A third way the power of perspective to change our world can be seen is addressing thoughts that cause suffering. One of the techniques that Wiki-How provides for changing perspective (http://www.wikihow.com/Change-Your-Perspective) is Byron Katie’s method called ‘The Work.’ ‘The Work’ is described as follows (http://thework.com/do-work):

a simple yet powerful process of inquiry that teaches you to identify and question the thoughts that cause all the suffering in the world. It’s a way to understand what’s hurting you, and to address the cause of your problems with clarity.

Byron Katie provides a worksheet and instructions for practicing ‘The Work.’ This technique provides a way to change perspective through the art of asking good questions as a way to address your problems.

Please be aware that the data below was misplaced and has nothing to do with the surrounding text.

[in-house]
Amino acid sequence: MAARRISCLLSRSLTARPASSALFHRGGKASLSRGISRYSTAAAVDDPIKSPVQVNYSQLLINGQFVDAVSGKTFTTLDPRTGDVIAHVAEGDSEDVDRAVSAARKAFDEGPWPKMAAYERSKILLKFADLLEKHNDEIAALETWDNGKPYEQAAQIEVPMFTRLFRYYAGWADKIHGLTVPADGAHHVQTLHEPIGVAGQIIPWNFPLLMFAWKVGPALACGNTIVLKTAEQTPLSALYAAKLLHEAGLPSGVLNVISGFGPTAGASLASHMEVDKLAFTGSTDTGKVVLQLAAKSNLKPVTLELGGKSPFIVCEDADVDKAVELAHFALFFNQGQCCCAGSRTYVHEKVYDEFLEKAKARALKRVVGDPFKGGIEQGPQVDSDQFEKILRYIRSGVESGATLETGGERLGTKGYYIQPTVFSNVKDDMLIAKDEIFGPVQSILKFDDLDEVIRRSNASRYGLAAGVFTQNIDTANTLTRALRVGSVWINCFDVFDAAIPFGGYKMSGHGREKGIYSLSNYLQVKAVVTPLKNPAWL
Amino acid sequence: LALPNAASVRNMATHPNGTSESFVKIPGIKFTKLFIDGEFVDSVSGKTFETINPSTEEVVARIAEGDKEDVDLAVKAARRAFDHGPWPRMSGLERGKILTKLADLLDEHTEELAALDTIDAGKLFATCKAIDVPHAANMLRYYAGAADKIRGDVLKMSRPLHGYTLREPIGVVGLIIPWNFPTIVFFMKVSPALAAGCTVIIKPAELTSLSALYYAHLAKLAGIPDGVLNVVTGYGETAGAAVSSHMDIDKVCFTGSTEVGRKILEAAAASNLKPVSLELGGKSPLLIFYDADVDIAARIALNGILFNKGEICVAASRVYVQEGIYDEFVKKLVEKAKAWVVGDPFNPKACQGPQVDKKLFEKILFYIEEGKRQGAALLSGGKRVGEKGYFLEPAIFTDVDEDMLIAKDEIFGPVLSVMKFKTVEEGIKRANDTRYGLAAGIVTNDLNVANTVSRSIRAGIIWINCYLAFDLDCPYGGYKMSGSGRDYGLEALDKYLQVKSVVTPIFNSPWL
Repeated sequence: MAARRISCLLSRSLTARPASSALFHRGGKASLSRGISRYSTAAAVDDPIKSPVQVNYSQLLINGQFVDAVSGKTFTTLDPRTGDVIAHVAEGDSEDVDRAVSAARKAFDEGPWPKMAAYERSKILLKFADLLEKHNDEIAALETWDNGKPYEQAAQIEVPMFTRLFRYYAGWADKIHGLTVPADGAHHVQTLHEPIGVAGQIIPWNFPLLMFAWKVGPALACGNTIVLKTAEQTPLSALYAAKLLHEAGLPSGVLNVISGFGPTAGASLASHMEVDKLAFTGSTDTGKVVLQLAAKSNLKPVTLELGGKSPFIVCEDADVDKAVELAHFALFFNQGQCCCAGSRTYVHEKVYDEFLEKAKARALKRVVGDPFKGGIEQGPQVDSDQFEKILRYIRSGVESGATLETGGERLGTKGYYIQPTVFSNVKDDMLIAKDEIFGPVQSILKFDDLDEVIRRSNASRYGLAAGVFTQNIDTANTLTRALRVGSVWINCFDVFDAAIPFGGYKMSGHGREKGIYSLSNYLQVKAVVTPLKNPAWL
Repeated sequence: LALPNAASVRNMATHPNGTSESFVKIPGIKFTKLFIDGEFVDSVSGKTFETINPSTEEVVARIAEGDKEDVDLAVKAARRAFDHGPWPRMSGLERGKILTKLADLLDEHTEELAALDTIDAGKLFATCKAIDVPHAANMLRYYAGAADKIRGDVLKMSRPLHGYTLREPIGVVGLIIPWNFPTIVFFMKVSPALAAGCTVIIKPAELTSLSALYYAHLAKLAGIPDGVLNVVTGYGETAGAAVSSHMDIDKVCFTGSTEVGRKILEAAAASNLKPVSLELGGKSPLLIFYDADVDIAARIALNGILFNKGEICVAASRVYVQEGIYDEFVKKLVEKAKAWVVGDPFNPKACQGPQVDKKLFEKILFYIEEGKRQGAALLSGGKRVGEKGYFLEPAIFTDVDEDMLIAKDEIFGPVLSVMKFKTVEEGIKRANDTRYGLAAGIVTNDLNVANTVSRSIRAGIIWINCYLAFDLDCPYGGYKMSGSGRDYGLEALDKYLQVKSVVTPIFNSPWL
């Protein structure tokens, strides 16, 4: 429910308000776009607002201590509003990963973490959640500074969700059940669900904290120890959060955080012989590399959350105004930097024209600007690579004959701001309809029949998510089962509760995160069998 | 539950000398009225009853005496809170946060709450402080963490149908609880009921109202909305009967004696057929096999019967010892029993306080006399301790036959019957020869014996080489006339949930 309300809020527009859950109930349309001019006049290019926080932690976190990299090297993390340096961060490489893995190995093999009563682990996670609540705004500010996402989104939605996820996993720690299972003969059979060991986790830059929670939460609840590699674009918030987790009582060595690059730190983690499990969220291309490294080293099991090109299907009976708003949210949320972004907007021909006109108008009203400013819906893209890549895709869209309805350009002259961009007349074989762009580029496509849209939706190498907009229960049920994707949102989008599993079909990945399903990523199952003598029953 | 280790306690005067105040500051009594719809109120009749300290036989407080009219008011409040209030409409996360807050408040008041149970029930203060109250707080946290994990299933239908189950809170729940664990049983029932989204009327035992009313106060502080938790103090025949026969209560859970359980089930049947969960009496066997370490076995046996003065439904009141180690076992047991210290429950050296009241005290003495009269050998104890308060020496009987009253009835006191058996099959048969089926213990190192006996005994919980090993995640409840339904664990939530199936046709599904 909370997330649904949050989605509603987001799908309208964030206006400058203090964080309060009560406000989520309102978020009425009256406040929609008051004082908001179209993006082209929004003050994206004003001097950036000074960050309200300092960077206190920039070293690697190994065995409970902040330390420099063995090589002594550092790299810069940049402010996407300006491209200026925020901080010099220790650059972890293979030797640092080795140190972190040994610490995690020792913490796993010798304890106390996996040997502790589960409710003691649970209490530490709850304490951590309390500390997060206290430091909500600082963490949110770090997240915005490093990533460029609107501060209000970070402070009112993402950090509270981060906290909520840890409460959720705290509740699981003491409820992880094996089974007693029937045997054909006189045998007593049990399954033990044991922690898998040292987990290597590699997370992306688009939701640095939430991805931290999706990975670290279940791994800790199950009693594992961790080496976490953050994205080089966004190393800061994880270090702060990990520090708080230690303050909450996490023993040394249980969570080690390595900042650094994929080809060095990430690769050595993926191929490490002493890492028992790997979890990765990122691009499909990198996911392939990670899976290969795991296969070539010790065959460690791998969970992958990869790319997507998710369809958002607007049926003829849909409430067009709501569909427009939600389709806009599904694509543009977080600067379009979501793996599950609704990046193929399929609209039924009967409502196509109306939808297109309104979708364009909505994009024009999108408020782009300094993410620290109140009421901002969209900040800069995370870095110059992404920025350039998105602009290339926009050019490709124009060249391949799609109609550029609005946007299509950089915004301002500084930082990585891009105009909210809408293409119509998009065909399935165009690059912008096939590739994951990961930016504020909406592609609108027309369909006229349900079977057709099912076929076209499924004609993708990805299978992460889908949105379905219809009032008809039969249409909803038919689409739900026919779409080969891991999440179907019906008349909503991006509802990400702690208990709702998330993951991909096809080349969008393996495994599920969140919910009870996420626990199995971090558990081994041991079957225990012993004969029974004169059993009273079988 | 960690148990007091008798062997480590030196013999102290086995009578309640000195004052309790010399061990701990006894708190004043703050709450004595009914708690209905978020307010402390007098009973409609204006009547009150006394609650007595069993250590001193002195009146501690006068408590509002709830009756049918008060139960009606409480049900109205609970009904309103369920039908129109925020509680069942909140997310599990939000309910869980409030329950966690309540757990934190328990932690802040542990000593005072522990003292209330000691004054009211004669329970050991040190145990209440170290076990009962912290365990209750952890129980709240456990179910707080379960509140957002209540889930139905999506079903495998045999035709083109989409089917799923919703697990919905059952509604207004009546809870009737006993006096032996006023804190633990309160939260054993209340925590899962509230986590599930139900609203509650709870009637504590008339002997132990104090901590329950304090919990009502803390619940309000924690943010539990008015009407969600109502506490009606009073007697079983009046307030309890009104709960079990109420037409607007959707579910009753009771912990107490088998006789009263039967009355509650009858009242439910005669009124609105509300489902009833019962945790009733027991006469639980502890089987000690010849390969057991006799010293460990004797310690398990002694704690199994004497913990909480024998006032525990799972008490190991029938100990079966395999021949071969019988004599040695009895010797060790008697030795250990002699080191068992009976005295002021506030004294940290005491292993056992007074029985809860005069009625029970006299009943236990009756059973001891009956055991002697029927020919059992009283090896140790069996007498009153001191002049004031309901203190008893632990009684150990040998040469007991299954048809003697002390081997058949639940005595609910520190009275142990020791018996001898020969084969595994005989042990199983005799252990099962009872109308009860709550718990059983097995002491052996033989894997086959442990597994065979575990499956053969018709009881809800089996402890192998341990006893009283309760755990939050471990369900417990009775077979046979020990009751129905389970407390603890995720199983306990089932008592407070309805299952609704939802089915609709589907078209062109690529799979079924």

Perspective not only has the power to change your world but also the power to change the world. Consider the story of The Wright Brothers. The Wright Brothers spent $2000 of their own money in 1903 for the first successful manned flight whereas Samuel Langley spent $70,000 of money from the government and other sources and failed the first attempt at manned flight. Langley was a renowned scientist in 1903 while the Wright Brothers did not have any degrees. The Wright Brothers ran a printing press and bicycle shop to fund their efforts. Langley and his team put their effort into extending the work from their successful unmanned flight by building a bigger motor for manned flight. The Wright Brothers pursued a different perspective. They thought that like a bicycle, it was important to get the balance and steering correct before worrying about the motor. The Wright brothers, well, right. Thanks to the fresh perspective of the Wright brothers, the aviation industry was born!